Landslide Caused by Exxon Operations?
A deadly landslide near an Exxon Mobil $15.7 billion gas project in Papua New Guinea raises questions about the company's desperate scramble for resources abroad. Although the incident occurred in January, it stirred little media attention.
In developing the upstream portion of its project, Exxon was using a quarry to produce rock and gravel, but has said it is unclear what caused the disaster. There is evidence that the quarrying work was being rushed under tight construction deadlines, but the Papua New Guinea government has denied such claims. Italian firm D'Appolonia found that the company's quarrying operations did not meet environmental and social standards less than a year prior to the incident.
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"The overall impression of (the consultant) is that incidents and situations have developed because the project has circumvented correct procedures in the interest of schedule...," D'Appolonia said in a report dated March last year and commissioned by the project's main creditors.
D'Appolonia said in a later report that conditions at the Tumbi quarry had improved by August, but many locals claim Exxon is expanding the quarry too rapidly. Poorly managed quarries and mines often contribute to large landslides.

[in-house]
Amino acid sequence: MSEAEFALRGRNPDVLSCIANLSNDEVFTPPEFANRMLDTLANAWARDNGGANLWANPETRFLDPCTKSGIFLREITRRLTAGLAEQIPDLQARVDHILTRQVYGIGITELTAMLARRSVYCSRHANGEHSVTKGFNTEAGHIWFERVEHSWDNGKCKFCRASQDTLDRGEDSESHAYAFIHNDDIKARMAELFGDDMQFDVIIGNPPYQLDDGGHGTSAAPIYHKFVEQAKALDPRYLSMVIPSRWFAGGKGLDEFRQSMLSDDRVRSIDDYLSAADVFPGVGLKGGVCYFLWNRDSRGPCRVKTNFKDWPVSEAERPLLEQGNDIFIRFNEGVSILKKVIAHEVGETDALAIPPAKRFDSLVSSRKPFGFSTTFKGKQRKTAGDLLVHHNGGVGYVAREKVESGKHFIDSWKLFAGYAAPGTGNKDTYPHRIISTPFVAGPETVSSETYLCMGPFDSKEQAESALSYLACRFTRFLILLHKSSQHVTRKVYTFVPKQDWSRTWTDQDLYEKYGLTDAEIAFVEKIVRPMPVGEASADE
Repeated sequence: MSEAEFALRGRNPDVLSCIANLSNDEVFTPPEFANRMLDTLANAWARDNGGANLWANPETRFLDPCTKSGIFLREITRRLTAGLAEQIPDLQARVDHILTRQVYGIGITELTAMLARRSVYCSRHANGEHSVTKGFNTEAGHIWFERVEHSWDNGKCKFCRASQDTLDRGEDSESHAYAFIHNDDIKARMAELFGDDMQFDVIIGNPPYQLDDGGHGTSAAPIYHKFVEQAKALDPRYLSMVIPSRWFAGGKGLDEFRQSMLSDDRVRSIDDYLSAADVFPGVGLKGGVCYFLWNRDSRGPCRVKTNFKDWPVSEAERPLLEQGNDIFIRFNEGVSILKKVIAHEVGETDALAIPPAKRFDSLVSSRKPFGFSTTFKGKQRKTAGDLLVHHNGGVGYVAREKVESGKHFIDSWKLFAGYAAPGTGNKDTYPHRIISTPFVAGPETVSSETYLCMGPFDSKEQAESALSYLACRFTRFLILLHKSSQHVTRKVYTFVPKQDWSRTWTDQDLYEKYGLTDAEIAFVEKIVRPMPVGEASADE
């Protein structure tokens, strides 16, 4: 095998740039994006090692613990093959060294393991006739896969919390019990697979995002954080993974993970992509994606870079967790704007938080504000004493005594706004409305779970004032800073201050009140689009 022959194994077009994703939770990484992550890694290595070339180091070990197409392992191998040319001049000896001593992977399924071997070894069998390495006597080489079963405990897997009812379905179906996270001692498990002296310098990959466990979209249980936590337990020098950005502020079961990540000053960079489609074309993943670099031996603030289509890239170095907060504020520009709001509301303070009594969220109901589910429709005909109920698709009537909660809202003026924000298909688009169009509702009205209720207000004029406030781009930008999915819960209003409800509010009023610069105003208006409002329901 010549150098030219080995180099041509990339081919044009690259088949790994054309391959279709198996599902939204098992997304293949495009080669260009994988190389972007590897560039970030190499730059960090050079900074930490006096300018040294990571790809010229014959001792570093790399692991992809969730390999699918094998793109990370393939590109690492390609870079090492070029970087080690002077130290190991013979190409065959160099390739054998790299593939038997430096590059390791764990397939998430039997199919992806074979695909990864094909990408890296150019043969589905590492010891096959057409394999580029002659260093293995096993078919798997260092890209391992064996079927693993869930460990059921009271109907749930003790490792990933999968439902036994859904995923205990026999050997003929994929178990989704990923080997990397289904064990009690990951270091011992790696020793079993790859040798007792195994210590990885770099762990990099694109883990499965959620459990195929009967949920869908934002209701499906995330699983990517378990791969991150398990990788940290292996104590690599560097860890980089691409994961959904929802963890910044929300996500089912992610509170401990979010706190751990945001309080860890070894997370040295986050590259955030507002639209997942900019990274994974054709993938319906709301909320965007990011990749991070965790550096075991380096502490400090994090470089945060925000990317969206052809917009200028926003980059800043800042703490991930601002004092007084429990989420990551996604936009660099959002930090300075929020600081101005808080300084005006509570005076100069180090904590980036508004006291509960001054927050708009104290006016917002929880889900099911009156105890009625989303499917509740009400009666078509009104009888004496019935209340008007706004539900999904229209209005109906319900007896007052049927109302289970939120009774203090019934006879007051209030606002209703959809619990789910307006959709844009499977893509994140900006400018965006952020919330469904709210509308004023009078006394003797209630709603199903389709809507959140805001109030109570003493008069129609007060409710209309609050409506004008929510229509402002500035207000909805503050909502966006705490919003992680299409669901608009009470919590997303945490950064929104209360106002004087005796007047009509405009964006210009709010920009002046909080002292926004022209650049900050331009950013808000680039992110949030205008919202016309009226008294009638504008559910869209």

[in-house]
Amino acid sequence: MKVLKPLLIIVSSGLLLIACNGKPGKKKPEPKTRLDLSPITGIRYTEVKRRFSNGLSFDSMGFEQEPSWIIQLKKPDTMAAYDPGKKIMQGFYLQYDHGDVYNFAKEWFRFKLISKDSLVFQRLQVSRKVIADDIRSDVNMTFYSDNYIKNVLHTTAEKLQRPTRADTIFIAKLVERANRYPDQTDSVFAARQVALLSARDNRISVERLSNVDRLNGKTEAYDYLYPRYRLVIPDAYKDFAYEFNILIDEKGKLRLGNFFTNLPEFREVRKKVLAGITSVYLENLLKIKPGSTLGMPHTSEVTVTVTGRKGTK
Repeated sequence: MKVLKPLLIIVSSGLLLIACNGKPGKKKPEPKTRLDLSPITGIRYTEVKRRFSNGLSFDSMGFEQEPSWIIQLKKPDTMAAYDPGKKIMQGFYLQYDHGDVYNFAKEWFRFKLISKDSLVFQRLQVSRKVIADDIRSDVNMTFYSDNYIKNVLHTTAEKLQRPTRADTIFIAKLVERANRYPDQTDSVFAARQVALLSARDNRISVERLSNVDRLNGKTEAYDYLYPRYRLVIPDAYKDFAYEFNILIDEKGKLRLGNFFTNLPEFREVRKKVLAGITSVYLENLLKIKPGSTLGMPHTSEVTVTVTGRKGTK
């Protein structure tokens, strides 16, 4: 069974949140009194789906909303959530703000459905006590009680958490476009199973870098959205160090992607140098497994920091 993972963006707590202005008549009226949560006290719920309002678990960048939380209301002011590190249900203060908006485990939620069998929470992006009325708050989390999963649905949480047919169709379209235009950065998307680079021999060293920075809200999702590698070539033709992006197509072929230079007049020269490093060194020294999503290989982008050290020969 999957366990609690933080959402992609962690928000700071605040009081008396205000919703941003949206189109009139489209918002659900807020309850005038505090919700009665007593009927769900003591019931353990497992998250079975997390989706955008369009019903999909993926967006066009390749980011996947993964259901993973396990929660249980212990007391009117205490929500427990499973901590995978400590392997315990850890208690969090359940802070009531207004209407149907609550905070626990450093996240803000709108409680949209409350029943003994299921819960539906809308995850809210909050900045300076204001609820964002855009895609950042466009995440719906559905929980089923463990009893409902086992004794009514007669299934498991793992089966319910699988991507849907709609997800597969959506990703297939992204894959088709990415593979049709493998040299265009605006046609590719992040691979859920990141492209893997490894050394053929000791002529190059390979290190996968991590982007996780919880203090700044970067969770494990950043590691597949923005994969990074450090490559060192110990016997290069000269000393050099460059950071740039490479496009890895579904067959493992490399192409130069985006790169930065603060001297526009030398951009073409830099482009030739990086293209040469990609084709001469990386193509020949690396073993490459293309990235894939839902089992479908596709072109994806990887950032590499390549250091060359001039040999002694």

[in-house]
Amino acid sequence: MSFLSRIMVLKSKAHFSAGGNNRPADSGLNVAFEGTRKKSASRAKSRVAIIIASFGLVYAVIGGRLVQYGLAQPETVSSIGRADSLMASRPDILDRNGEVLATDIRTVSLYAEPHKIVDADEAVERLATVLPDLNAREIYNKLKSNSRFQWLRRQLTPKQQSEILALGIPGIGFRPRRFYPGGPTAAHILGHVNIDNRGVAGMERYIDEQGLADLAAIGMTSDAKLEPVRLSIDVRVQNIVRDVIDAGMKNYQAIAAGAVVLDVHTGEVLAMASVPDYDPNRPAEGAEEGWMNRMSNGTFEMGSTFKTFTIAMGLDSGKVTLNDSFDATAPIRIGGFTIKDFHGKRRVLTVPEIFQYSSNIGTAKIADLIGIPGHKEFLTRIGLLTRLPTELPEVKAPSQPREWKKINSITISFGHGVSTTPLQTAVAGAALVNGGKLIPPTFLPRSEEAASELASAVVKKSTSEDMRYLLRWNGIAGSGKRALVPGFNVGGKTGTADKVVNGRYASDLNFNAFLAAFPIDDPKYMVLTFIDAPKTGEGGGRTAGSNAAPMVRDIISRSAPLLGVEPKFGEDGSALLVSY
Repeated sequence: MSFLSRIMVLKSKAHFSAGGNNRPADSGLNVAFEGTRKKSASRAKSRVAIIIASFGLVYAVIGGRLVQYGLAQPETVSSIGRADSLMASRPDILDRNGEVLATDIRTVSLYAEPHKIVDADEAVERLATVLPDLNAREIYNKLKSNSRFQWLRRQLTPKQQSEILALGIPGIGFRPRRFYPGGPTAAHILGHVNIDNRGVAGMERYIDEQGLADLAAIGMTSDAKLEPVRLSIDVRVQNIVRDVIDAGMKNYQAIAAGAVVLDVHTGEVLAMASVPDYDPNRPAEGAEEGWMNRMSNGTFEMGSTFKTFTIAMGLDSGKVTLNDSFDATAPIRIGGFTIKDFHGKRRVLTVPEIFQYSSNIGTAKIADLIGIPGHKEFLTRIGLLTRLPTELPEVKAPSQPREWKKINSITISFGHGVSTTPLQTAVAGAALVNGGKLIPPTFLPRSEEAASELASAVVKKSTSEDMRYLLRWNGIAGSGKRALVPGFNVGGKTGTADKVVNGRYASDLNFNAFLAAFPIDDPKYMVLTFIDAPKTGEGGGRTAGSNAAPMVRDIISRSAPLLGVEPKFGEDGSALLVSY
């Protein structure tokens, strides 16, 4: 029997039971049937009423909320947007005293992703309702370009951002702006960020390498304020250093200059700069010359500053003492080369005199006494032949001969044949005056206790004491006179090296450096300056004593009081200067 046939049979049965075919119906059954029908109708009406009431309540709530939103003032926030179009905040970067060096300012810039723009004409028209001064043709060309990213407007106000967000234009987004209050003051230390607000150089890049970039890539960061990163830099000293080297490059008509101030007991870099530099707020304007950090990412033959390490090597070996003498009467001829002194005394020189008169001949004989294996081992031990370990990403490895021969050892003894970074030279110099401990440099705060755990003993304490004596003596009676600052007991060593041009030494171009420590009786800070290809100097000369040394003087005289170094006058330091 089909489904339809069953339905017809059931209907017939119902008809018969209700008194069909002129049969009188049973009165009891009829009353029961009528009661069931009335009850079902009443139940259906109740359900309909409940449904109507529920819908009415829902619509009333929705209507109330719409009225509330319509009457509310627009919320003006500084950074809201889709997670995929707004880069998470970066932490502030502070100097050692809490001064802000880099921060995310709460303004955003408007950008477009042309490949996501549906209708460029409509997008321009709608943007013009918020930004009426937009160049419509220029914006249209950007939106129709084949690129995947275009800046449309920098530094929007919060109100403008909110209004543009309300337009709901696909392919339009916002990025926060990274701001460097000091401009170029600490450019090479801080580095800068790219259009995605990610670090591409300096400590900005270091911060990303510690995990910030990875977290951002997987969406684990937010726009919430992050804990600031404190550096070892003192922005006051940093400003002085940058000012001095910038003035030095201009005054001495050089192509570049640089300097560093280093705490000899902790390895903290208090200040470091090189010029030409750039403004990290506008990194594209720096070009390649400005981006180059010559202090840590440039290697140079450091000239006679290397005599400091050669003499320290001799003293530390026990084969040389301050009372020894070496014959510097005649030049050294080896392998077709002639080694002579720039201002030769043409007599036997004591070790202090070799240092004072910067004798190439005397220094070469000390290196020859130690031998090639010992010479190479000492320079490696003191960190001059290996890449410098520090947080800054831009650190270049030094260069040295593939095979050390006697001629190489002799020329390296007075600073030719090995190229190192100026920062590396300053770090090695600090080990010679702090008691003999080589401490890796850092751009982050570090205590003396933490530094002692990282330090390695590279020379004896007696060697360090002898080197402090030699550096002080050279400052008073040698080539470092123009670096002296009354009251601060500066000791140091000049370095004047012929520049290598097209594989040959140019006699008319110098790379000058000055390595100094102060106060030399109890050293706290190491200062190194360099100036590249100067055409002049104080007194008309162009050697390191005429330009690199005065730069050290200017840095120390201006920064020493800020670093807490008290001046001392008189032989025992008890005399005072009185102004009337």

Exxon denies claims it put time stamps on the project before safety. The government has instituted an investigation to clear the air.
Hydrostor receives $4m funding for A-CAES facility in Canada
Hydrostor has received $4m funding to develop a 300-500MW Advanced Compressed Air Energy Storage (A-CAES) facility in Canada.
The funding will be used to complete essential engineering and planning, and enable Hydrostor to plan construction.
The project will be modeled on Hydrostor’s commercially operating Goderich storage facility, providing up to 12 hours of energy storage.
Hydrostor’s A-CAES system supports Canada’s green economic transition by designing, building, and operating emissions-free energy storage facilities, and employing people, suppliers, and technologies from the oil and gas sector.
The Honorable Seamus O’Regan, Jr. Minister of Natural Resources, said: “Investing in clean technology will lower emissions and increase our competitiveness. This is how we get to net zero by 2050.”
A-CAES has the potential to lower greenhouse gas emissions by enabling the transition to a cleaner and more flexible electricity grid. Specifically, the low-impact and cost-effective technology will reduce the use of fossil fuels and will provide reliable and bankable energy storage solutions for utilities and regulators, while integrating renewable energy for sustainable growth.
Curtis VanWalleghem, Hydrostor’s Chief Executive Officer, said: “We are grateful for the federal government’s support of our long duration energy storage solution that is critical to enabling the clean energy transition. This made-in-Canada solution, with the support of NRCan and Sustainable Development Technology Canada, is ready to be widely deployed within Canada and globally to lower electricity rates and decarbonize the electricity sector."
The Rosamond A-CAES 500MW Project is under advanced development and targeting a 2024 launch. It is designed to turn California’s growing solar and wind resources into on-demand peak capacity while allowing for closure of fossil fuel generating stations.
Hydrostor closed US$37 million (C$49 million) in growth financing in September 2019.